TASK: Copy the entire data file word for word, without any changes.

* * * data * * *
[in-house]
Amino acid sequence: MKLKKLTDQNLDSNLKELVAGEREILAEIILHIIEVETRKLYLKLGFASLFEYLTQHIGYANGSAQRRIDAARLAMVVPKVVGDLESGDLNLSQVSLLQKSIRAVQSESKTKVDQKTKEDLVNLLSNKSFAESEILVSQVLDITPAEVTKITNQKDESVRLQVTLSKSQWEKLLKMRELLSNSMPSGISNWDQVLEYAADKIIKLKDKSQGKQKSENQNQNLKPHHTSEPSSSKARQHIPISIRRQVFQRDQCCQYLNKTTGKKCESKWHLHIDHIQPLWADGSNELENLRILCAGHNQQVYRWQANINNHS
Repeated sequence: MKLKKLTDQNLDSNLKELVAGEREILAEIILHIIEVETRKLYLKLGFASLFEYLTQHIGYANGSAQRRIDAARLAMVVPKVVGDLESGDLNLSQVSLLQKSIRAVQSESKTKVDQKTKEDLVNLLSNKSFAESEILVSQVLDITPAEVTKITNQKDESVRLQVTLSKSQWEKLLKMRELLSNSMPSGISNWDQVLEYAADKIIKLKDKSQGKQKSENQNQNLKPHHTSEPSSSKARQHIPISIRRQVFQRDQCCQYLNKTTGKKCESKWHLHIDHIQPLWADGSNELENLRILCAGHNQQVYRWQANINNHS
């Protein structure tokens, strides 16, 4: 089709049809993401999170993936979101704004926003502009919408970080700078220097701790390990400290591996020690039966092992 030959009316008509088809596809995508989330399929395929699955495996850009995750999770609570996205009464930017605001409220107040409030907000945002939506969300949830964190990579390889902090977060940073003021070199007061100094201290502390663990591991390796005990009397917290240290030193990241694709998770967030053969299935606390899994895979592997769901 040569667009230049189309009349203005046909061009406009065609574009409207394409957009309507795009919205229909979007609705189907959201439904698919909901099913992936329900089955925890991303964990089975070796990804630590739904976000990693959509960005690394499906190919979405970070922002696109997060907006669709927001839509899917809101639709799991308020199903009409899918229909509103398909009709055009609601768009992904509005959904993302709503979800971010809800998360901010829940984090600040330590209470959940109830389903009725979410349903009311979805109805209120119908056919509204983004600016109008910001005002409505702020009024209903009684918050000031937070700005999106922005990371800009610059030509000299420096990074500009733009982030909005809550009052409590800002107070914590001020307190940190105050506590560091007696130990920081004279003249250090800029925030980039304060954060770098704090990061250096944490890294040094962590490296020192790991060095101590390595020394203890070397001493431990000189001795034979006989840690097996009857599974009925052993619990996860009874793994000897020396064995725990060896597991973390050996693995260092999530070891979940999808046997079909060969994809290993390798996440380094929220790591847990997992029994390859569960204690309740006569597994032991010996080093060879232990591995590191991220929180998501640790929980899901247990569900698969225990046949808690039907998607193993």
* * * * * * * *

[in-house]
Amino acid sequence: MKLKKLTDQNLDSNLKELVAGEREILAEIILHIIEVETRKLYLKLGFASLFEYLTQHIGYANGSAQRRIDAARLAMVVPKVVGDLESGDLNLSQVSLLQKSIRAVQSESKTKVDQKTKEDLVNLLSNKSFAESEILVSQVLDITPAEVTKITNQKDESVRLQVTLSKSQWEKLLKMRELLSNSMPSGISNWDQVLEYAADKIIKLKDKSQGKQKSENQNQNLKPHHTSEPSSSKARQHIPISIRRQVFQRDQCCQYLNKTTGKKCESKWHLHIDHIQPLWADGSNELENLRILCAGHNQQVYRWQANINNHS
Repeated sequence: MKLKKLTDQNLDSNLKELVAGEREILAEIILHIIEVETRKLYLKLGFASLFEYLTQHIGYANGSAQRRIDAARLAMVVPKVVGDLESGDLNLSQVSLLQKSIRAVQSESKTKVDQKTKEDLVNLLSNKSFAESEILVSQVLDITPAEVTKITNQKDESVRLQVTLSKSQWEKLLKMRELLSNSMPSGISNWDQVLEYAADKIIKLKDKSQGKQKSENQNQNLKPHHTSEPSSSKARQHIPISIRRQVFQRDQCCQYLNKTTGKKCESKWHLHIDHIQPLWADGSNELENLRILCAGHNQQVYRWQANINNHS
């Protein structure tokens, strides 16, 4: 089709049809993401999170993936979101704004926003502009919408970080700078220097701790390990400290591996020690039966092992 030959009316008509088809596809995508989330399929395929699955495996850009995750999770609570996205009464930017605001409220107040409030907000945002939506969300949830964190990579390889902090977060940073003021070199007061100094201290502390663990591991390796005990009397917290240290030193990241694709998770967030053969299935606390899994895979592997769901 040569667009230049189309009349203005046909061009406009065609574009409207394409957009309507795009919205229909979007609705189907959201439904698919909901099913992936329900089955925890991303964990089975070796990804630590739904976000990693959509960005690394499906190919979405970070922002696109997060907006669709927001839509899917809101639709799991308020199903009409899918229909509103398909009709055009609601768009992904509005959904993302709503979800971010809800998360901010829940984090600040330590209470959940109830389903009725979410349903009311979805109805209120119908056919509204983004600016109008910001005002409505702020009024209903009684918050000031937070700005999106922005990371800009610059030509000299420096990074500009733009982030909005809550009052409590800002107070914590001020307190940190105050506590560091007696130990920081004279003249250090800029925030980039304060954060770098704090990061250096944490890294040094962590490296020192790991060095101590390595020394203890070397001493431990000189001795034979006989840690097996009857599974009925052993619990996860009874793994000897020396064995725990060896597991973390050996693995260092999530070891979940999808046997079909060969994809290993390798996440380094929220790591847990997992029994390859569960204690309740006569597994032991010996080093060879232990591995590191991220929180998501640790929980899901247990569900698969225990046949808690039907998607193993």